I was able to become a scientist because my father and mother made educational opportunity for my brother Paul and me their highest priority. My parents did not have the opportunity for advanced education. My father was born in the 19th century and left his family’s farm after learning everything offered in a one-room schoolhouse. My mother grew up in Oklahoma and began university at the University of Chicago but had to drop out during the worst of the Great Depression, when her father lost his job, her mother died, and her family went bankrupt. My brother and I were protected from any hardship, living north of Chicago near a very fine public high school. In high school, I learned the beauty of mathematics. From my very fine high school English teacher, I learned to treasure the English language, to value those who have used it well, and to write clearly myself. For 50 years my goal has been to teach as well as I was taught; I am still working at it. Emboldened by my math teachers, I majored in mathematics at Carleton College, even though I clearly was not strong enough to be a theoretician. But my college professors recognized my interest and suggested I consider graduate school in statistics or applied math, in particular at Berkeley. It was 1966 and I needed no more encouragement.
In my first year as a graduate student at Berkeley, I had the extraordinary good luck to wander into the genetics course taught, for the last time before his retirement, by Curt Stern. His lectures still resonate for their clarity, elegance, and whimsy. Genetics was a collection of beautiful puzzles. One could disentangle hopelessly knotty data into rational strands based on Mendelian logic, propose solutions to relationships among the strands, and test them, with flies from Strawberry Canyon offering the perfect experimental system. I couldn’t believe people were paid to do this. With the blessing and continued support of my advisors from statistics, I transferred to genetics and have never looked back.
Life as a graduate student at Berkeley was tumultuous. Becoming an experimental geneticist with no background in biology or chemistry would have been difficult in the calmest of environments and Berkeley in the 1960s was not calm. Very fortunately, my advisor Allan Wilson assured me that together we could design a project that would be within my experimental skills and perhaps even exploit my propensity to write down equations. Out of these conversations came my dissertation, the demonstration that humans and chimpanzees share 99% of our protein coding sequences, and the consequent hypothesis that our differences in morphology and behavior are due to a few critical differences in timing and regulation of genes rather than to accumulation of large numbers of mutations in primary sequences. Allan died of leukemia at age 58 in 1991, so did not see our work vindicated by the chimpanzee genome sequence. Of course, he was sure we were correct, that the experimental evidence spoke for itself.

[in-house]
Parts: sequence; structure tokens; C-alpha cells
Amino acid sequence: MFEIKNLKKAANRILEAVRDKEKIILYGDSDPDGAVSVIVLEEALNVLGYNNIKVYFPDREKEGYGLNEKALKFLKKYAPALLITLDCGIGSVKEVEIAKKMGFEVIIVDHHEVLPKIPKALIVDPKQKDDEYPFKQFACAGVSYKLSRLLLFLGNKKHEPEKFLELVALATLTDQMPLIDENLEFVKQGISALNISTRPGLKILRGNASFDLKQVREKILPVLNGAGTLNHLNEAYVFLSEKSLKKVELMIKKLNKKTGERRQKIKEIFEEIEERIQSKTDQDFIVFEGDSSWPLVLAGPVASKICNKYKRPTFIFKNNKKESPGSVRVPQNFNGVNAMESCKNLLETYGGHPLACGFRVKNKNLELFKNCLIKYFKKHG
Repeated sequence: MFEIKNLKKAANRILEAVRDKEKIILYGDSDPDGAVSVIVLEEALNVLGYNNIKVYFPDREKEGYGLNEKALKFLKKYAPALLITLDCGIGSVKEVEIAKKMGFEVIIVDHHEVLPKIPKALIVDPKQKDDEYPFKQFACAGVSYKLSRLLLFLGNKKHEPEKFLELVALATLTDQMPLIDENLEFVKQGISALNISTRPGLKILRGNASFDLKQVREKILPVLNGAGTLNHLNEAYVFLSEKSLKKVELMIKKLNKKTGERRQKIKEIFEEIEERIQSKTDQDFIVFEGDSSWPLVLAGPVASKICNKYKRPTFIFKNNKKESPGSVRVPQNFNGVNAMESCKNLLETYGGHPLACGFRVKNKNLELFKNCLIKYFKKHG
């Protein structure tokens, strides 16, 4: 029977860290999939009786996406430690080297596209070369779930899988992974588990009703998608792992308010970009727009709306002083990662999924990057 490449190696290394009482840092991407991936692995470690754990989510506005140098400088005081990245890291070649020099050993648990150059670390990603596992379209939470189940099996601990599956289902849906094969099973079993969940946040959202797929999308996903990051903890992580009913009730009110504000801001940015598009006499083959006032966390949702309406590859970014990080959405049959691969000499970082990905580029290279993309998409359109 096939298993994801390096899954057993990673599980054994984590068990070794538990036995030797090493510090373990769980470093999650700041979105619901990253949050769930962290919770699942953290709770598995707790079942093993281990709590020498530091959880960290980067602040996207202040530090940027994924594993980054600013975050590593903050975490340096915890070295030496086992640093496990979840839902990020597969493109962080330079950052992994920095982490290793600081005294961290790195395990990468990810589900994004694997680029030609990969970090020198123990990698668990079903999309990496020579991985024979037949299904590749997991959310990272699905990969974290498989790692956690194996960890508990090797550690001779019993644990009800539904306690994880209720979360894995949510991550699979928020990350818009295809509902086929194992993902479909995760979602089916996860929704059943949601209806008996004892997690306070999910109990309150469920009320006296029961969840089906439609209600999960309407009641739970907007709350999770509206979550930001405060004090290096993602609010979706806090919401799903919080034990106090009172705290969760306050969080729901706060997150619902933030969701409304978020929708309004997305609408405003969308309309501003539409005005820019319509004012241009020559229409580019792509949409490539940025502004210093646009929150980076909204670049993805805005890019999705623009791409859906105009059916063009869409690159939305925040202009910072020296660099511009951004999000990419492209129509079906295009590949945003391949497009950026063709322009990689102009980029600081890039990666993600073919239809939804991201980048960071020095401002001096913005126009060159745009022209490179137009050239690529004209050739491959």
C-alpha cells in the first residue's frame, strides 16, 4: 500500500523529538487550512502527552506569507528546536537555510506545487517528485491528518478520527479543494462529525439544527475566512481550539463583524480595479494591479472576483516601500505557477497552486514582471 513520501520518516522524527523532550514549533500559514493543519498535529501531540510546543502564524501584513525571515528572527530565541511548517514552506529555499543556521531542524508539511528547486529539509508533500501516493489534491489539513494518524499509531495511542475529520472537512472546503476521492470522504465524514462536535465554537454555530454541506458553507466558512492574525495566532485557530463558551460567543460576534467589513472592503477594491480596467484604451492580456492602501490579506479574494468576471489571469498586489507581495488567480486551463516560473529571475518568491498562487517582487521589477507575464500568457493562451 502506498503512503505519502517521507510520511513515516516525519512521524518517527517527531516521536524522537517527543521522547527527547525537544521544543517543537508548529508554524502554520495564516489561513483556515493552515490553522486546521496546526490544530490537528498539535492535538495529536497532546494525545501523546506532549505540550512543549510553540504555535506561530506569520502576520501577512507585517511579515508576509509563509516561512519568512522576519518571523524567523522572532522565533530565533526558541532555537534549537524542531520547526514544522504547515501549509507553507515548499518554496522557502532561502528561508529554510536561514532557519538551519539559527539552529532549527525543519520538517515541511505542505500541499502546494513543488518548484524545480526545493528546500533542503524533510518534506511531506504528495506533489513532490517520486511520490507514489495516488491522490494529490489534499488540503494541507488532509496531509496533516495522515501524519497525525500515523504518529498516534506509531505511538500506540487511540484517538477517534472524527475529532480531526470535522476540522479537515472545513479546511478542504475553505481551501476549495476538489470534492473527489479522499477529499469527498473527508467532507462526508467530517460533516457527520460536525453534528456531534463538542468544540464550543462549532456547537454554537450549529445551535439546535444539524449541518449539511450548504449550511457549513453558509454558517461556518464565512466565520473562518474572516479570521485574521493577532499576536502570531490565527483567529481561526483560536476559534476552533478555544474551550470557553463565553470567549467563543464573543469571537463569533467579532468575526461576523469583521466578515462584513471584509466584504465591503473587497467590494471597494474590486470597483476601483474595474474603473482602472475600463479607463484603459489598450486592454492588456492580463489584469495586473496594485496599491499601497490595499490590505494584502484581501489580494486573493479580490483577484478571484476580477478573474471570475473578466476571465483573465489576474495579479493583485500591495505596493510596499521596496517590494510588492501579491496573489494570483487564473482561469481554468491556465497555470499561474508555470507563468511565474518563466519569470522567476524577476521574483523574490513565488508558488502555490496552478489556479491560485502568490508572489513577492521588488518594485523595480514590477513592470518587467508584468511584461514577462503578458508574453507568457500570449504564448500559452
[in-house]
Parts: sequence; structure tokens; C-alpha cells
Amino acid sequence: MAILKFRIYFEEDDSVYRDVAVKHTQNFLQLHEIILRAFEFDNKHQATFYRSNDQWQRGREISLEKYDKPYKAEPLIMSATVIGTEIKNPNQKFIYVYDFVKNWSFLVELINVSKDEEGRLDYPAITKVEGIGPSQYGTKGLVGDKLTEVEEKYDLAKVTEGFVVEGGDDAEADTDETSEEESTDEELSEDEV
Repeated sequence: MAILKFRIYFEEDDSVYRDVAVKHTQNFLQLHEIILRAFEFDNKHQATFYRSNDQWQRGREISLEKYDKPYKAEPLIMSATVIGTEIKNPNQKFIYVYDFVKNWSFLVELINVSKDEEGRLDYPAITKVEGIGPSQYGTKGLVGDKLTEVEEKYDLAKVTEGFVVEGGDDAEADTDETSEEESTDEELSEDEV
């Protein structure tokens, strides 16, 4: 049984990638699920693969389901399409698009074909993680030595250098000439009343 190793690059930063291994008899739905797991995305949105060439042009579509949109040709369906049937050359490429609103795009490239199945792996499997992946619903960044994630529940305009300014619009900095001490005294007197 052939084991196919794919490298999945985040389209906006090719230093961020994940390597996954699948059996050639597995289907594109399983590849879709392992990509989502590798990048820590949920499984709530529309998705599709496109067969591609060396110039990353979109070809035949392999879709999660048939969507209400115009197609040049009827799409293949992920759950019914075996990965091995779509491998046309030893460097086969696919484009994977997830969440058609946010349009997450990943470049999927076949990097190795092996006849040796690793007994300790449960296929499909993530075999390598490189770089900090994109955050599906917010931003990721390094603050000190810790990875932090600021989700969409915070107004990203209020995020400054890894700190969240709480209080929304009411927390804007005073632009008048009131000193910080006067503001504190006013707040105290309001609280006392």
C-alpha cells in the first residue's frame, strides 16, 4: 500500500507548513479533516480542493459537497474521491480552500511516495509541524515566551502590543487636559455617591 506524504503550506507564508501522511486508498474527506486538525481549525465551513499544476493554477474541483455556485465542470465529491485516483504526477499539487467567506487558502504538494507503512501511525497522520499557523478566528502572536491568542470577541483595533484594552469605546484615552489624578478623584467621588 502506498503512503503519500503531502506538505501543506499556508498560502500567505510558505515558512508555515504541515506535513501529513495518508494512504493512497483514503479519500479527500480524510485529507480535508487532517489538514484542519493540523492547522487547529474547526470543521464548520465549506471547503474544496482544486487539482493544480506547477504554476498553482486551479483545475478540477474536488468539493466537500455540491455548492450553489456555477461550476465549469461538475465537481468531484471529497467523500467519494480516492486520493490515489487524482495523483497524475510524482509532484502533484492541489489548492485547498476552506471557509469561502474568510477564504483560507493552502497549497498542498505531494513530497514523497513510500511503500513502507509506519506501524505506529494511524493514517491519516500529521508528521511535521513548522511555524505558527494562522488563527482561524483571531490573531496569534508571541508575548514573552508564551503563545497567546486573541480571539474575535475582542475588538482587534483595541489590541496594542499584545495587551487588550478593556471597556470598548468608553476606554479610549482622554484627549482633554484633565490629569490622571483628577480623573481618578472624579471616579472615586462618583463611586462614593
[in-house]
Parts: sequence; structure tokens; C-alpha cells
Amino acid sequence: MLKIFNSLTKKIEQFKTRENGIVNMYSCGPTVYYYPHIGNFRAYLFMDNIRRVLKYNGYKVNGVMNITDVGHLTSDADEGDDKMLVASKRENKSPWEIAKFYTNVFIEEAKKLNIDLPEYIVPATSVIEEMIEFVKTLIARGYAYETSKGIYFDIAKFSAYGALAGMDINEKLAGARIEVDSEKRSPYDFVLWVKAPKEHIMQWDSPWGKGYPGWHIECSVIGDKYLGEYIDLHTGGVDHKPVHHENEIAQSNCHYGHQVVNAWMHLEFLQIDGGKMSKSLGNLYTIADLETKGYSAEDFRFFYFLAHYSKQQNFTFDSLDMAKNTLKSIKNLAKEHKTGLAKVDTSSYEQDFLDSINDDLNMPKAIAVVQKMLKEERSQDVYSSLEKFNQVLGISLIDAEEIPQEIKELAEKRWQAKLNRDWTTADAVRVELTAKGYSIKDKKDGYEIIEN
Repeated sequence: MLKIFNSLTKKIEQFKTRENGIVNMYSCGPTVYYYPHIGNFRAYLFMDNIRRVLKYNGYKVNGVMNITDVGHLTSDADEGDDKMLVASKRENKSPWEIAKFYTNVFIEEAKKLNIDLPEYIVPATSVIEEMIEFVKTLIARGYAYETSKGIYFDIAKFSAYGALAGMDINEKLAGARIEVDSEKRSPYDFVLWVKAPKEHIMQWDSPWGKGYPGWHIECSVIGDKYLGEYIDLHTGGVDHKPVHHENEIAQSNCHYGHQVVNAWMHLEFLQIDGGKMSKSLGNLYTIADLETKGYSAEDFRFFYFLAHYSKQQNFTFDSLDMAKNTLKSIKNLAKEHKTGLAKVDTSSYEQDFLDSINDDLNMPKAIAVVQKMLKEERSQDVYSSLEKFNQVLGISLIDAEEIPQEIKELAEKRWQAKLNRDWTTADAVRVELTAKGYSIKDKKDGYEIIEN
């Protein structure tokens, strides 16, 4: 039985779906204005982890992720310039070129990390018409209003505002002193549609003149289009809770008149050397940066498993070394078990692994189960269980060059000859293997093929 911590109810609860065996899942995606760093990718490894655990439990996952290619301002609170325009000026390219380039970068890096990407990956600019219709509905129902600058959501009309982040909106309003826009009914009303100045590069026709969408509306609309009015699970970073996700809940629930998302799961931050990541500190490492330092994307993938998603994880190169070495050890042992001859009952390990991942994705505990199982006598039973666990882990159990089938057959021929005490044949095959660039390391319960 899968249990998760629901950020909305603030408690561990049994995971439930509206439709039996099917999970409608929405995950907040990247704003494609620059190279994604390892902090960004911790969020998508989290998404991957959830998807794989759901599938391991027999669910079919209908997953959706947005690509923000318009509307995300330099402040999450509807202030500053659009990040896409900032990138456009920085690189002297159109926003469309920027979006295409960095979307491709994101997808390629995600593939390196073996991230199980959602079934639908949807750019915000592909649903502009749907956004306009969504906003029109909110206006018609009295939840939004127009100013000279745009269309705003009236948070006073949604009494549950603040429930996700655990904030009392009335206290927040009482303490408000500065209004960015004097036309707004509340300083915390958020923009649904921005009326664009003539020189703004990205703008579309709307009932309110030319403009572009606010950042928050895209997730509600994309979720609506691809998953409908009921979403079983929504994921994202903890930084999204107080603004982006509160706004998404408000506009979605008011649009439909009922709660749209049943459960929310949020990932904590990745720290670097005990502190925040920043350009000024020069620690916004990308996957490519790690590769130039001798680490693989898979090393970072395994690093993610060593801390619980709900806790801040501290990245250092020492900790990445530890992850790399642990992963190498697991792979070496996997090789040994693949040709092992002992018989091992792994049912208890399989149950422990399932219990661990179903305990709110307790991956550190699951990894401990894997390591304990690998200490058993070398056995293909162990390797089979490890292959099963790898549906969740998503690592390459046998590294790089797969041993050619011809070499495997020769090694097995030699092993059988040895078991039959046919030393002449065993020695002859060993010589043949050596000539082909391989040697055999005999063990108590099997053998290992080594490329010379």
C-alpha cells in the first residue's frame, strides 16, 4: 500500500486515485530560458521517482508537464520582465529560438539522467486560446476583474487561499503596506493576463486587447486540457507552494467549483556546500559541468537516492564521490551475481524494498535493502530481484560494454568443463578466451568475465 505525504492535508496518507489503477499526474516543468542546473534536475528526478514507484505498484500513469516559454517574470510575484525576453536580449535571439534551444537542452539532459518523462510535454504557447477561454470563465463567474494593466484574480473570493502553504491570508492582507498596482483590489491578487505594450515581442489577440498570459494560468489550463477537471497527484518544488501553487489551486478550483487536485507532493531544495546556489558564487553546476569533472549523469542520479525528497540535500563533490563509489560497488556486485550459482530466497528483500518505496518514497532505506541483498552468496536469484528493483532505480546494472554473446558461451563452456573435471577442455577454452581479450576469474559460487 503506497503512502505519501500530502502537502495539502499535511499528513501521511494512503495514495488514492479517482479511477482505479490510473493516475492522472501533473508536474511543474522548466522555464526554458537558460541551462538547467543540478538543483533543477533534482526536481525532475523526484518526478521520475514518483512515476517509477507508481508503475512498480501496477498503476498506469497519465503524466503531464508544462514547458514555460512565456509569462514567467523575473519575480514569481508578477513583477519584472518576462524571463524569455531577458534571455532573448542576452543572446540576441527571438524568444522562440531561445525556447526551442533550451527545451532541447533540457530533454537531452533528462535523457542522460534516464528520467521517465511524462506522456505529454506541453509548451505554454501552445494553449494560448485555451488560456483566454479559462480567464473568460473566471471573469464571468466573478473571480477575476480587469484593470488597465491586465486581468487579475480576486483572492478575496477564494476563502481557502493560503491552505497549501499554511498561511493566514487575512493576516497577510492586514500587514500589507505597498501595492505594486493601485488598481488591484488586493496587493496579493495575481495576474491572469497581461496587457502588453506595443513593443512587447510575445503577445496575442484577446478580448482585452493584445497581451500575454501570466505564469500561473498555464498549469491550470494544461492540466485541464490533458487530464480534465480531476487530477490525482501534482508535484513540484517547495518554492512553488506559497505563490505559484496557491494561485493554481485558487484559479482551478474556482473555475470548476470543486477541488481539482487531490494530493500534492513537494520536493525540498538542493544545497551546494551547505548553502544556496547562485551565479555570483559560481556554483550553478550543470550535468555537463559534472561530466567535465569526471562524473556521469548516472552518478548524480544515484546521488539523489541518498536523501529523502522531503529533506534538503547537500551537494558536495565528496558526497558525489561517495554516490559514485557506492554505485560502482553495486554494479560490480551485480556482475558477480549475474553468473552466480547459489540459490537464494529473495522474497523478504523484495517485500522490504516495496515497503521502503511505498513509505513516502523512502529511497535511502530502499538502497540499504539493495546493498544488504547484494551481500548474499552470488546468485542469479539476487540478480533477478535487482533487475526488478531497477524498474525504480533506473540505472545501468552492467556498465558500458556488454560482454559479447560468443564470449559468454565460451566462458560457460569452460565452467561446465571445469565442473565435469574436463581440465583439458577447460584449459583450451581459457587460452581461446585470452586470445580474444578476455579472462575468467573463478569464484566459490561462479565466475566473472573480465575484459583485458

My introduction to the problem of breast cancer came thanks to Nicholas Petrakis of UCSF, where in 1974 I took a research position that we would now call a post-doc. Nick encouraged me to follow my intuition in designing very high-risk long-term studies to test whether familial clustering of breast cancer could be due to inherited mutations in a single gene. When I moved, two years later, to a faculty position back at UC Berkeley, he urged me to take the project with me. Allan and Nick shared the understanding that proof in science takes a long time, and that the most important questions deserve whatever time it takes.
At Berkeley, our work on inherited breast cancer was carried out by a small group of postdocs and students: geneticists Jeff Hall, then Lori Friedman, Beth Ostermeyer, and Eric Lynch; epidemiologists Beth Newman and Sarah Rowell; and statistician Ming Lee. We shared curiosity, hard work, and fabulous feasts.
My move to the University of Washington in 1995 was thanks to Arno Motulsky who encouraged me to immerse myself in an environment with great strengths in both medicine and genomics, and remained my dear and critical friend until his death in 2018. I now have the great pleasure of working every day with about 20 young professors, postdocs, students and research staff. It is irresistible to be excited by every new experiment. We have many years of opportunities ahead of us.
Our breast cancer work would not have been possible without the support of both the US National Cancer Institute and private foundations. Private philanthropy is now a major force in biomedical research. I am enormously grateful.
And finally, thanks and love to my daughter Emily, whose work in Berkeley is devoted to animal welfare. She lives a life of good works, grace and style, and does so in her own way.
26 September 2018 Hong Kong